could you set something up in your parents' garage? For some. do you (or more likely. 3. I've been handing out cards since I was 13. however. they give you something on which to scribble the contact details of potential clients. imposing on friends and family to help get things moving can be awkward. With a bit of thinking. if you're building a web application for the financial services industry. a business card demonstrates that you're serious about what you do. some people simply won't take you seriously. . but learning to take advantage of the available resources is going to give you a huge advantage as a young entrepreneur.Get business cards printed and carry them around. For example. Make good use of all the resources available to you. young entrepreneurs don't have a lot of capital. Lack of access to capital can often become a challenge for young entrepreneurs -. 4. briefly explain your business using the plan you prepared earlier and give them a card. but there are still many resources available to you. Build your product to be as complete as possible before seeking financial assistance. your parents) know any accountants of economists? If you need to quickly undertake a photo shoot for an advertising campaign that a friend has offered to help out with.basic business development resources such as ad campaigns can become a problem if you don't have a budget. If you bump into anyone who might be in the market for your goods or services. When you meet in person. Often. let them know what you do. and they're very effective client-winners. At the very least. many of these problems can be alleviated by taking advantage of the resources at hand.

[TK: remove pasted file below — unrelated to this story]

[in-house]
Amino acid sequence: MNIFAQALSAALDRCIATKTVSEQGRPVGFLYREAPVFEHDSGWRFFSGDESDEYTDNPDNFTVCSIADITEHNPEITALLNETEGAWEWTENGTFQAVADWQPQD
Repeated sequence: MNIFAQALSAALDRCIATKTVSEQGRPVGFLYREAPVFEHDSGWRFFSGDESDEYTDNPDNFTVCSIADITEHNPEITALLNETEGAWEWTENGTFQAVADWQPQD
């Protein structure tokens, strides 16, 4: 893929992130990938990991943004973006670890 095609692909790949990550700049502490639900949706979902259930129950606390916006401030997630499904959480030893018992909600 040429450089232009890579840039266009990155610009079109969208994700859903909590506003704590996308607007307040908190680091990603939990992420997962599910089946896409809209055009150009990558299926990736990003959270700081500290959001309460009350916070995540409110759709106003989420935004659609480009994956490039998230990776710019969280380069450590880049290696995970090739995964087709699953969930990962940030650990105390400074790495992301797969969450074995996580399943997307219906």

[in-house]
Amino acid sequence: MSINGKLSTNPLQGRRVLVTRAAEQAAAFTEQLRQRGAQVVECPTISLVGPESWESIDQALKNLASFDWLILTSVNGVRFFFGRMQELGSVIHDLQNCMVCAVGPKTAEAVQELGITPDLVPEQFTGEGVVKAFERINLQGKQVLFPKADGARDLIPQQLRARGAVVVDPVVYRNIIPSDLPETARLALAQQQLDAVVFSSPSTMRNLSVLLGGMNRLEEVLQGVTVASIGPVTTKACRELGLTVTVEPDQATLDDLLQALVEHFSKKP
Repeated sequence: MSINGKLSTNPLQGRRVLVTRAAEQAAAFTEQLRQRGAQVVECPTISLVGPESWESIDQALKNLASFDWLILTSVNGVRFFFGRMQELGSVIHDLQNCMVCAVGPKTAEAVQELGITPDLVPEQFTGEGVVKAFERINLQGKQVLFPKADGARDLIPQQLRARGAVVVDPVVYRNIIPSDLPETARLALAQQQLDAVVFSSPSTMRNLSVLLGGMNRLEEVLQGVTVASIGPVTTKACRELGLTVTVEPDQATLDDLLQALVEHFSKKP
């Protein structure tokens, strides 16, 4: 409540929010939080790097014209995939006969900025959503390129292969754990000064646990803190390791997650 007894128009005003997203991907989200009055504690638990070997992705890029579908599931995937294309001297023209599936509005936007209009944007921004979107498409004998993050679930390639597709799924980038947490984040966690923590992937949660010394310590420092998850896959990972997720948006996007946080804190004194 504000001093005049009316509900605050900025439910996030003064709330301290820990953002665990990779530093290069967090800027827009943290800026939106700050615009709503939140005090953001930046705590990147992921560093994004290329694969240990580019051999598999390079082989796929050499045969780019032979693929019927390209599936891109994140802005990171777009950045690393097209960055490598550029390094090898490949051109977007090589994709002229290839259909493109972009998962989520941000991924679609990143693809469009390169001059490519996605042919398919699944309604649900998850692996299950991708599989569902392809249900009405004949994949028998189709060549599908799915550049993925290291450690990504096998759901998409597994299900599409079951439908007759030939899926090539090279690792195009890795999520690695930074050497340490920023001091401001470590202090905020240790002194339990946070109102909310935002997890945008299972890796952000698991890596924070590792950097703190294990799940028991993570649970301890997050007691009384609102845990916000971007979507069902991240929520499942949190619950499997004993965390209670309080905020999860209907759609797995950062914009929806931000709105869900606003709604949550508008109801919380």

You pick up the phone. call Uncle Rob and ask if he can lend you the cash. Develop your product as much as you can before seeking financial support. When dealing with clients. The more you can demonstrate your idea. He politely declines.especially venture capitalists -. the more convincing you'll be. and suddenly you realise that the Flash charting library you've been using in your application actually costs $1200 for commercial use. and deserve an appropriate amount of your attention. selling your product to potential financial backers is even more important. you might consider restricting your customer base to offshore clients (although for USbased entrepreneurs this isn't always an option). Getting them to take you seriously is the tricky part. Maintain a professional communication channel. potential financial backers -. Building on the advice that we discussed in point 2 above. Just as you will eventually sell your product to potential customers. and this makes explaining and clarifying those ideas a priority. you may find yourself working with mature professionals who are high up in their respective corporate hierarchies.So. you have ideas with a lot of potential. Preparing stunning introductions and speeches always helps for the . Run your life in your local neighbourhood. you're developing your whiz-bang product. and you'll be treated like one. age won't matter unless you make it matter. live locally.are very important to the success of your business. A series of calls to your other relatives end in a similar fashion. put together a demonstration video. but until you're older and feel confident to deal with clients in person or over the phone. 5. Assume the role of a mature industry professional. As an entrepreneur. if possible. If at all possible. but work globally. When you go professional.